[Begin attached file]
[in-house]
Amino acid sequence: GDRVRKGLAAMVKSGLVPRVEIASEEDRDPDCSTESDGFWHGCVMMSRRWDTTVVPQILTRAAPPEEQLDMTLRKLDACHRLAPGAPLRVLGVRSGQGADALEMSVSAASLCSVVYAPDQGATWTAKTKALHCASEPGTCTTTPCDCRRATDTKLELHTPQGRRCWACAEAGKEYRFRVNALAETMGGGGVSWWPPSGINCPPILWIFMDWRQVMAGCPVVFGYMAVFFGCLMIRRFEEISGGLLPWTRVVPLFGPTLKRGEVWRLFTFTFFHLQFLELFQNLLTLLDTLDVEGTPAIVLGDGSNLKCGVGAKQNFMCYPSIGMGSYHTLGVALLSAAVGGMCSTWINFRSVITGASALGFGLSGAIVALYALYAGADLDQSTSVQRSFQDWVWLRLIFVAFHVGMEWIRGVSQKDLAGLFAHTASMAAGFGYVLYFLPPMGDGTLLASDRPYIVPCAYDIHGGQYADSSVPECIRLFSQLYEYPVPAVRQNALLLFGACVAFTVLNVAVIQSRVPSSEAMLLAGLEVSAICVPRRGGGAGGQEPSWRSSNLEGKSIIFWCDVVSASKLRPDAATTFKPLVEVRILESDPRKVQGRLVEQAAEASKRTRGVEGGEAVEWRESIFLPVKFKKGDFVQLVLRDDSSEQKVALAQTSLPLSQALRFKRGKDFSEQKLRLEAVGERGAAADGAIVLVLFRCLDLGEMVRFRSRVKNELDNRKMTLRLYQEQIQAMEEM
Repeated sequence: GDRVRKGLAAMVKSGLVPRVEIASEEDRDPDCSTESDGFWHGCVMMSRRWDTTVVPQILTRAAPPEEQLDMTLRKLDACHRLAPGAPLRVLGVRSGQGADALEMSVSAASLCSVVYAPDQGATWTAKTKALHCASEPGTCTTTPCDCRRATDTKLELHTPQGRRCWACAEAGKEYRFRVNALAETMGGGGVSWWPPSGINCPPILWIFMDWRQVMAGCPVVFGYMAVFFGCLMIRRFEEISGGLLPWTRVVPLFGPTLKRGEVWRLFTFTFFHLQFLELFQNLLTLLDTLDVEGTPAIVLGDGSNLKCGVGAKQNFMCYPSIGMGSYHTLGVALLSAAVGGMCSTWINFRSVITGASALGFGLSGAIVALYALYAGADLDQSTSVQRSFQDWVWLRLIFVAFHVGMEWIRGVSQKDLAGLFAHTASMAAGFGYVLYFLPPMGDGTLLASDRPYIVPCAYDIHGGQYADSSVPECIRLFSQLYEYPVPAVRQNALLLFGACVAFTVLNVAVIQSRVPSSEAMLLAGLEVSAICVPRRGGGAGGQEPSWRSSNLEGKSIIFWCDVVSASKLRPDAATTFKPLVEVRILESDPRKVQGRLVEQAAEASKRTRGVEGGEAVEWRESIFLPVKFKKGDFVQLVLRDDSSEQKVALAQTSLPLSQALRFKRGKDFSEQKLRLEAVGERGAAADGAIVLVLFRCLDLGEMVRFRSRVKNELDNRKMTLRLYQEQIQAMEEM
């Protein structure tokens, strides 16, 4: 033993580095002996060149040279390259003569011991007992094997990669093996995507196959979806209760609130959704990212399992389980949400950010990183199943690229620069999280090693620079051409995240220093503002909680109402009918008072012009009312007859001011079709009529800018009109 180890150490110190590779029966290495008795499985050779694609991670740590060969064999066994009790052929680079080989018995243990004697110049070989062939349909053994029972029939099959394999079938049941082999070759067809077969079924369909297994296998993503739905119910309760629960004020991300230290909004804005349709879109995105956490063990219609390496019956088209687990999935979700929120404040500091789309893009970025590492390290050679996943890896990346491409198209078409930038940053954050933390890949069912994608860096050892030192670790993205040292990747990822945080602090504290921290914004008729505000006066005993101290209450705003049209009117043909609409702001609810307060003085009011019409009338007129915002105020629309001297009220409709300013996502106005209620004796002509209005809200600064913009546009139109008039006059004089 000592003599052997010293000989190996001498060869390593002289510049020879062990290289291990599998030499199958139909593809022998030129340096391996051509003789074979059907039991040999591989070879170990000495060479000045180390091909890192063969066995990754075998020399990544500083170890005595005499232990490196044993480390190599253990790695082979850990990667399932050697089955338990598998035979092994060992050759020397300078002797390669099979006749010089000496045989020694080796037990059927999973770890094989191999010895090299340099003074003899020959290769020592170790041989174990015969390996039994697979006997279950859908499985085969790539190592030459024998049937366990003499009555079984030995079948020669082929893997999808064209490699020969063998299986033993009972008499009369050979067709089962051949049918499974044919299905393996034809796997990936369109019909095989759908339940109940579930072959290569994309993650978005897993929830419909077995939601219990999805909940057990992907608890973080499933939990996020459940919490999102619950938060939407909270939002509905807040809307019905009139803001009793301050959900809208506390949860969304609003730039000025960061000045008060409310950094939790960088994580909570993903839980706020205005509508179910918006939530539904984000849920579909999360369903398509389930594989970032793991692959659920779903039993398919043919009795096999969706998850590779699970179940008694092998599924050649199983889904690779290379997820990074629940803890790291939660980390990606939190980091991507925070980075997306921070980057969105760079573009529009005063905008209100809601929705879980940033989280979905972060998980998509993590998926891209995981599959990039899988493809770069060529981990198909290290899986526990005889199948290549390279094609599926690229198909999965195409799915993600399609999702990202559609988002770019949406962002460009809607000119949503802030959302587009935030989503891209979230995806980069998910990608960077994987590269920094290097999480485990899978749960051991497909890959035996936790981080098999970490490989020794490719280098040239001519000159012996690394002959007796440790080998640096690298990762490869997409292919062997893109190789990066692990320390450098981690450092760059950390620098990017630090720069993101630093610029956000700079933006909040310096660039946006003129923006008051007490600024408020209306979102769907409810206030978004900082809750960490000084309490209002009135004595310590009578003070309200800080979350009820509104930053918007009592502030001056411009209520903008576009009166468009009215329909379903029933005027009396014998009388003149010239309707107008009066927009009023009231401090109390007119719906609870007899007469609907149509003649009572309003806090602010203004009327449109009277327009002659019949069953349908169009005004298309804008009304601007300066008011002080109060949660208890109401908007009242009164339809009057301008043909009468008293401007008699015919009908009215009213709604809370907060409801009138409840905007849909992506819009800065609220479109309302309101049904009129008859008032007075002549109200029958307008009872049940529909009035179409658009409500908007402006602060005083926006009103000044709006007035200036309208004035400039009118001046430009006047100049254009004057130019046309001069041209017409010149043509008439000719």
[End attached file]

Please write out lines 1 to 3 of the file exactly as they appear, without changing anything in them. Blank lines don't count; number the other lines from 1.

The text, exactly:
[in-house]
Amino acid sequence: GDRVRKGLAAMVKSGLVPRVEIASEEDRDPDCSTESDGFWHGCVMMSRRWDTTVVPQILTRAAPPEEQLDMTLRKLDACHRLAPGAPLRVLGVRSGQGADALEMSVSAASLCSVVYAPDQGATWTAKTKALHCASEPGTCTTTPCDCRRATDTKLELHTPQGRRCWACAEAGKEYRFRVNALAETMGGGGVSWWPPSGINCPPILWIFMDWRQVMAGCPVVFGYMAVFFGCLMIRRFEEISGGLLPWTRVVPLFGPTLKRGEVWRLFTFTFFHLQFLELFQNLLTLLDTLDVEGTPAIVLGDGSNLKCGVGAKQNFMCYPSIGMGSYHTLGVALLSAAVGGMCSTWINFRSVITGASALGFGLSGAIVALYALYAGADLDQSTSVQRSFQDWVWLRLIFVAFHVGMEWIRGVSQKDLAGLFAHTASMAAGFGYVLYFLPPMGDGTLLASDRPYIVPCAYDIHGGQYADSSVPECIRLFSQLYEYPVPAVRQNALLLFGACVAFTVLNVAVIQSRVPSSEAMLLAGLEVSAICVPRRGGGAGGQEPSWRSSNLEGKSIIFWCDVVSASKLRPDAATTFKPLVEVRILESDPRKVQGRLVEQAAEASKRTRGVEGGEAVEWRESIFLPVKFKKGDFVQLVLRDDSSEQKVALAQTSLPLSQALRFKRGKDFSEQKLRLEAVGERGAAADGAIVLVLFRCLDLGEMVRFRSRVKNELDNRKMTLRLYQEQIQAMEEM
Repeated sequence: GDRVRKGLAAMVKSGLVPRVEIASEEDRDPDCSTESDGFWHGCVMMSRRWDTTVVPQILTRAAPPEEQLDMTLRKLDACHRLAPGAPLRVLGVRSGQGADALEMSVSAASLCSVVYAPDQGATWTAKTKALHCASEPGTCTTTPCDCRRATDTKLELHTPQGRRCWACAEAGKEYRFRVNALAETMGGGGVSWWPPSGINCPPILWIFMDWRQVMAGCPVVFGYMAVFFGCLMIRRFEEISGGLLPWTRVVPLFGPTLKRGEVWRLFTFTFFHLQFLELFQNLLTLLDTLDVEGTPAIVLGDGSNLKCGVGAKQNFMCYPSIGMGSYHTLGVALLSAAVGGMCSTWINFRSVITGASALGFGLSGAIVALYALYAGADLDQSTSVQRSFQDWVWLRLIFVAFHVGMEWIRGVSQKDLAGLFAHTASMAAGFGYVLYFLPPMGDGTLLASDRPYIVPCAYDIHGGQYADSSVPECIRLFSQLYEYPVPAVRQNALLLFGACVAFTVLNVAVIQSRVPSSEAMLLAGLEVSAICVPRRGGGAGGQEPSWRSSNLEGKSIIFWCDVVSASKLRPDAATTFKPLVEVRILESDPRKVQGRLVEQAAEASKRTRGVEGGEAVEWRESIFLPVKFKKGDFVQLVLRDDSSEQKVALAQTSLPLSQALRFKRGKDFSEQKLRLEAVGERGAAADGAIVLVLFRCLDLGEMVRFRSRVKNELDNRKMTLRLYQEQIQAMEEM